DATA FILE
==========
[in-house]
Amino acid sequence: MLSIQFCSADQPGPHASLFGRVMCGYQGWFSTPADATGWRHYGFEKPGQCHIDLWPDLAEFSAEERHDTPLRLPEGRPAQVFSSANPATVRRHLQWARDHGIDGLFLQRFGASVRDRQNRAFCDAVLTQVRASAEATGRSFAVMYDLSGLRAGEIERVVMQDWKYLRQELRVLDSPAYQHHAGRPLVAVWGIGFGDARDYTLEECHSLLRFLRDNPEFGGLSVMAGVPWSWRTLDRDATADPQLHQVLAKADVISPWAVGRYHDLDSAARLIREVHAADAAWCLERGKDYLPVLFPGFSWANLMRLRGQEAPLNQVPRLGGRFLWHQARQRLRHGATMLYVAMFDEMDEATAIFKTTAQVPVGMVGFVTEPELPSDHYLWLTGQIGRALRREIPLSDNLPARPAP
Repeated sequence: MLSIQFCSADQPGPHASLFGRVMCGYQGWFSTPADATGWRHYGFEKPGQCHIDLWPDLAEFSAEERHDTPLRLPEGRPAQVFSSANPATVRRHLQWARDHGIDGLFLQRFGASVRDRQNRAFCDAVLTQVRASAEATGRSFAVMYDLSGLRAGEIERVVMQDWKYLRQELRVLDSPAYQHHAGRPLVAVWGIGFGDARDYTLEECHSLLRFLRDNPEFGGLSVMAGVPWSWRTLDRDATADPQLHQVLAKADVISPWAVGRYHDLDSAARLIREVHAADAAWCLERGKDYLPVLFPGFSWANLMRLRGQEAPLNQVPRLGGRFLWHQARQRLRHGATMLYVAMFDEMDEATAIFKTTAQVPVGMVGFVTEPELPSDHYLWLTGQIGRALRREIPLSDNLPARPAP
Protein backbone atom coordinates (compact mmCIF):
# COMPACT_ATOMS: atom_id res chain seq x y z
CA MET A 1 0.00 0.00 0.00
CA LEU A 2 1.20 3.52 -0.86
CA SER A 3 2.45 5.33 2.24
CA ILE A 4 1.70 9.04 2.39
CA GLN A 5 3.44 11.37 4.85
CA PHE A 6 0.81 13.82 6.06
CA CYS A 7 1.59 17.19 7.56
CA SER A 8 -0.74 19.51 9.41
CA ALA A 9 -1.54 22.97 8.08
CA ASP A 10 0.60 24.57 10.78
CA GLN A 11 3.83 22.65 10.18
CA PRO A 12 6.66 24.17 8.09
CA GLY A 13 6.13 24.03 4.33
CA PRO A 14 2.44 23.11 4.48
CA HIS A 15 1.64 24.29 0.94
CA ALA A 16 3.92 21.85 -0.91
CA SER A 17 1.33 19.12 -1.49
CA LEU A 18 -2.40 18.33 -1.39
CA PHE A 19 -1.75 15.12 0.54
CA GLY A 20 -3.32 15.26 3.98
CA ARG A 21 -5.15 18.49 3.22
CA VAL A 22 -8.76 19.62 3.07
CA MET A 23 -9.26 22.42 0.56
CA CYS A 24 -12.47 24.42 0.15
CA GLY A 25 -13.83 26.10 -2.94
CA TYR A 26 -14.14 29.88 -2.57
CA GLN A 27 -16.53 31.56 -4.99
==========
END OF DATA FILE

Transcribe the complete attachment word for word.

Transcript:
[in-house]
Amino acid sequence: MLSIQFCSADQPGPHASLFGRVMCGYQGWFSTPADATGWRHYGFEKPGQCHIDLWPDLAEFSAEERHDTPLRLPEGRPAQVFSSANPATVRRHLQWARDHGIDGLFLQRFGASVRDRQNRAFCDAVLTQVRASAEATGRSFAVMYDLSGLRAGEIERVVMQDWKYLRQELRVLDSPAYQHHAGRPLVAVWGIGFGDARDYTLEECHSLLRFLRDNPEFGGLSVMAGVPWSWRTLDRDATADPQLHQVLAKADVISPWAVGRYHDLDSAARLIREVHAADAAWCLERGKDYLPVLFPGFSWANLMRLRGQEAPLNQVPRLGGRFLWHQARQRLRHGATMLYVAMFDEMDEATAIFKTTAQVPVGMVGFVTEPELPSDHYLWLTGQIGRALRREIPLSDNLPARPAP
Repeated sequence: MLSIQFCSADQPGPHASLFGRVMCGYQGWFSTPADATGWRHYGFEKPGQCHIDLWPDLAEFSAEERHDTPLRLPEGRPAQVFSSANPATVRRHLQWARDHGIDGLFLQRFGASVRDRQNRAFCDAVLTQVRASAEATGRSFAVMYDLSGLRAGEIERVVMQDWKYLRQELRVLDSPAYQHHAGRPLVAVWGIGFGDARDYTLEECHSLLRFLRDNPEFGGLSVMAGVPWSWRTLDRDATADPQLHQVLAKADVISPWAVGRYHDLDSAARLIREVHAADAAWCLERGKDYLPVLFPGFSWANLMRLRGQEAPLNQVPRLGGRFLWHQARQRLRHGATMLYVAMFDEMDEATAIFKTTAQVPVGMVGFVTEPELPSDHYLWLTGQIGRALRREIPLSDNLPARPAP
Protein backbone atom coordinates (compact mmCIF):
# COMPACT_ATOMS: atom_id res chain seq x y z
CA MET A 1 0.00 0.00 0.00
CA LEU A 2 1.20 3.52 -0.86
CA SER A 3 2.45 5.33 2.24
CA ILE A 4 1.70 9.04 2.39
CA GLN A 5 3.44 11.37 4.85
CA PHE A 6 0.81 13.82 6.06
CA CYS A 7 1.59 17.19 7.56
CA SER A 8 -0.74 19.51 9.41
CA ALA A 9 -1.54 22.97 8.08
CA ASP A 10 0.60 24.57 10.78
CA GLN A 11 3.83 22.65 10.18
CA PRO A 12 6.66 24.17 8.09
CA GLY A 13 6.13 24.03 4.33
CA PRO A 14 2.44 23.11 4.48
CA HIS A 15 1.64 24.29 0.94
CA ALA A 16 3.92 21.85 -0.91
CA SER A 17 1.33 19.12 -1.49
CA LEU A 18 -2.40 18.33 -1.39
CA PHE A 19 -1.75 15.12 0.54
CA GLY A 20 -3.32 15.26 3.98
CA ARG A 21 -5.15 18.49 3.22
CA VAL A 22 -8.76 19.62 3.07
CA MET A 23 -9.26 22.42 0.56
CA CYS A 24 -12.47 24.42 0.15
CA GLY A 25 -13.83 26.10 -2.94
CA TYR A 26 -14.14 29.88 -2.57
CA GLN A 27 -16.53 31.56 -4.99